Dear Faculty, Staff, Trainees and Students:
Last Friday, a verdict of not guilty was announced in the case of Jason Stockley, a former St. Louis police officer who was charged with first-degree murder and armed criminal action in the shooting death of Anthony Lamar Smith. We are only three years out from the social tumult that followed the shooting death of Michael Brown in Ferguson. While we may have made some progress in promoting effective, community-based policing and have engaged in meaningful cross-cultural dialogue about race-relations in St. Louis, we have had insufficient time to resolve the systemic issues of poverty, social fragmentation and racial distrust that have plagued our region. Unfortunately, it was just a matter of time before another tragic event unroofed the past emotional wounds from Ferguson and other events that have occurred across the U.S. The impact of this verdict is likely felt in many different ways by members of our community. Among some there is palpable anger, even frank rage, while among others, memories of uncertainty return and a sense of alienation may arise as they grapple with the decision against a background of current and historical social injustices which have been made worse by the recent upsurge in hate speech and demonstrations that have spurred acts of violence.
We do not have a choice about the verdict that was rendered. We do, however, have control over how we personally and institutionally move forward. We know that public safety is on the minds of many in our community. It is important for all members of our community to know that they are respected, valued, and safe and a vital part of creating a positive culture on our campus. Our state and local government officials and religious leaders have been public about their preparations to ensure everyone’s safety. Our university, city, and county law enforcement and emergency teams have been working overtime to ensure that travel remains safe and accessible to and from Washington University School of Medicine (WUSM). Chancellor Mark Wrighton and Dean David Perlmutter have called for peaceful, constructive, and meaningful actions toward addressing social inequity in our region.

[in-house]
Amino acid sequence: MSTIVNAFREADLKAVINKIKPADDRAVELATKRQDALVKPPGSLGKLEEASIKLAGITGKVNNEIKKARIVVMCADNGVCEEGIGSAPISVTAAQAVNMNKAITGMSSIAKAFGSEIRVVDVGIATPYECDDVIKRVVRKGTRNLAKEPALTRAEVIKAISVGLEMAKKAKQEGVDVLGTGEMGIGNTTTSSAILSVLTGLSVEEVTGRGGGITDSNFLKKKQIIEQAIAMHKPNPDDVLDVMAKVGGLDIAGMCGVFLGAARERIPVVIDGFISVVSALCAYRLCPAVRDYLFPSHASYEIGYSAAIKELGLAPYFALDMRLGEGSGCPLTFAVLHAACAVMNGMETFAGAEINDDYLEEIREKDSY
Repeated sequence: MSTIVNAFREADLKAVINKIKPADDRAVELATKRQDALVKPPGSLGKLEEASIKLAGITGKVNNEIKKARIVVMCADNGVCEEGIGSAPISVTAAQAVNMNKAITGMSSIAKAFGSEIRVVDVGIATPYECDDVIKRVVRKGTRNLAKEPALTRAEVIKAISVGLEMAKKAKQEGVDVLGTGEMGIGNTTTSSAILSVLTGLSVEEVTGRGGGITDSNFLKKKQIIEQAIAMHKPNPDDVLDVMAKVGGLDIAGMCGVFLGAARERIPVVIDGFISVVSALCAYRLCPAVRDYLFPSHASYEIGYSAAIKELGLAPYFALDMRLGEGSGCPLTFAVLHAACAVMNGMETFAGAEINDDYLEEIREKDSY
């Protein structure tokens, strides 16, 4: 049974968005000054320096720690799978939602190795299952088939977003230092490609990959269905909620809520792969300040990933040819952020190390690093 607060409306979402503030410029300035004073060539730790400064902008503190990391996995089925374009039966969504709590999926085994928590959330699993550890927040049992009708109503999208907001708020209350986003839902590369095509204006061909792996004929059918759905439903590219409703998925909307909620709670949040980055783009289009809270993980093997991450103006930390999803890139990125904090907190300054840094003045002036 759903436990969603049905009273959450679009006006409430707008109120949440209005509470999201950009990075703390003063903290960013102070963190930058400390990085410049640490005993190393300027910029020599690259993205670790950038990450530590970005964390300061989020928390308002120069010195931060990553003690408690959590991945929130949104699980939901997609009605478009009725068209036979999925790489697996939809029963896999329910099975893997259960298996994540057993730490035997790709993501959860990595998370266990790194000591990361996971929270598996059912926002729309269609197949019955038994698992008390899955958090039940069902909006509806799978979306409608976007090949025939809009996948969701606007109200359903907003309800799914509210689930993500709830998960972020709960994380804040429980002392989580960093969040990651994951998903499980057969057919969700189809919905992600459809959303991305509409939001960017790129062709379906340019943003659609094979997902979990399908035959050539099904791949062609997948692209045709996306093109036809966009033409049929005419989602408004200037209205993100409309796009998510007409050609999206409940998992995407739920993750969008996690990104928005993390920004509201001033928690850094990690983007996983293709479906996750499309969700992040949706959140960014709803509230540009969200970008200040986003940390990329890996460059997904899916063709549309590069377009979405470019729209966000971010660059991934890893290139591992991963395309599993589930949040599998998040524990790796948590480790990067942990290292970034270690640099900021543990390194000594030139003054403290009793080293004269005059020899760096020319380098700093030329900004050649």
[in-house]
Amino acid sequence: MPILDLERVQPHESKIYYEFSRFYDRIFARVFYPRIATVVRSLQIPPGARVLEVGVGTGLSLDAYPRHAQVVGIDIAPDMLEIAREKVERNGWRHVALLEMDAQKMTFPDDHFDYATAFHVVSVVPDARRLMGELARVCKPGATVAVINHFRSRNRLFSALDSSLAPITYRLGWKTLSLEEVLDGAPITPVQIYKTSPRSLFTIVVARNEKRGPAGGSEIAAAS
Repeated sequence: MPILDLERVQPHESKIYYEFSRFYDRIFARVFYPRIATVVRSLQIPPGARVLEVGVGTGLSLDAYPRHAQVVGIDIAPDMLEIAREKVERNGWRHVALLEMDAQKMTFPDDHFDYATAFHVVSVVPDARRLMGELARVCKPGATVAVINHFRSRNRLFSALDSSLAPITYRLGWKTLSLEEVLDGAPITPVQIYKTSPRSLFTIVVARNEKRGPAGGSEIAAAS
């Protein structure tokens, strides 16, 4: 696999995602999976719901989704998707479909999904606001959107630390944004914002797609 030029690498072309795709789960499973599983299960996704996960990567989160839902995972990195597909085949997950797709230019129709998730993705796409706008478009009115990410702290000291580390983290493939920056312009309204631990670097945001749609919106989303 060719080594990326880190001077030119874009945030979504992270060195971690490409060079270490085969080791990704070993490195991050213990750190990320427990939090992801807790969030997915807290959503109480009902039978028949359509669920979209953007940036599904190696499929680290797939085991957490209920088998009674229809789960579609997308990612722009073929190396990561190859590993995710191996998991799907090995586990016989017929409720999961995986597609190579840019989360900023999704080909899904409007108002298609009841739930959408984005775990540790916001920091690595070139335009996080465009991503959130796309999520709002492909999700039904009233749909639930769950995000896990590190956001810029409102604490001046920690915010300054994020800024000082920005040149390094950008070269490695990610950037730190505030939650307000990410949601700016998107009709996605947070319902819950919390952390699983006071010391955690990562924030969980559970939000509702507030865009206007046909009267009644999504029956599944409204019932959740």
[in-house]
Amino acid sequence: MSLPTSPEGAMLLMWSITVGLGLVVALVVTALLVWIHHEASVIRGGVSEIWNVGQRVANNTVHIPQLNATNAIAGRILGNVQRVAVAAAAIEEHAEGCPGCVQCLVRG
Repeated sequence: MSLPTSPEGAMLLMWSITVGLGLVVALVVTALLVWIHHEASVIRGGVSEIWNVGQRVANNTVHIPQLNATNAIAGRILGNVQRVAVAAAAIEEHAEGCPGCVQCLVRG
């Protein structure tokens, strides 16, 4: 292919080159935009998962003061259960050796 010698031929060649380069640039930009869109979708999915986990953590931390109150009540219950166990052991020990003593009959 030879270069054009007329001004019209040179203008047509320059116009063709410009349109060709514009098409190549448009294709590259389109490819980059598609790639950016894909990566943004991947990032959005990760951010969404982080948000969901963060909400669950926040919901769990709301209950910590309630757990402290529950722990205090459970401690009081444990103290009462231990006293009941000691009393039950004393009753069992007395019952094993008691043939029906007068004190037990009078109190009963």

At the School of Medicine, the Office of Diversity and Inclusion has scheduled a Perspective Dialogue Circle: Reflections on St. Louis for anyone who wishes to take time to reflect, learn, and discuss ways to promote change and healing. Additionally, we have resources such as our Department of Medicine Office of Inclusion and Diversity, WUSM Office of Diversity and Inclusion, our Office of Diversity Programs, and our WUSM Human Relations (HR) consultants for those who need more information. We will continue to provide additional information as it becomes available. If you have concerns or need assistance, please feel free to contact one of us as well. Now more than ever, we as a community must work diligently to promote equity and social justice for all and ensure safe and inclusive environments at work and in the community. We must take the time to listen and understand each other’s backgrounds, emotions, viewpoints and concerns and create safe spaces for dialogue. Then we can emerge from these turbulent times more inclusive, respectful and empowered to promote change and healing in the future.
Joseph Pangelinan, PhD, L.P.C Vicky Fraser, MD Will Ross, MD, MPH
Director of Cultural Awareness Professor of Medicine Associate Dean for Diversity
and Diversity Chairman, Dept of Professor of Medicine
Assistant Professor of Medicine Medicine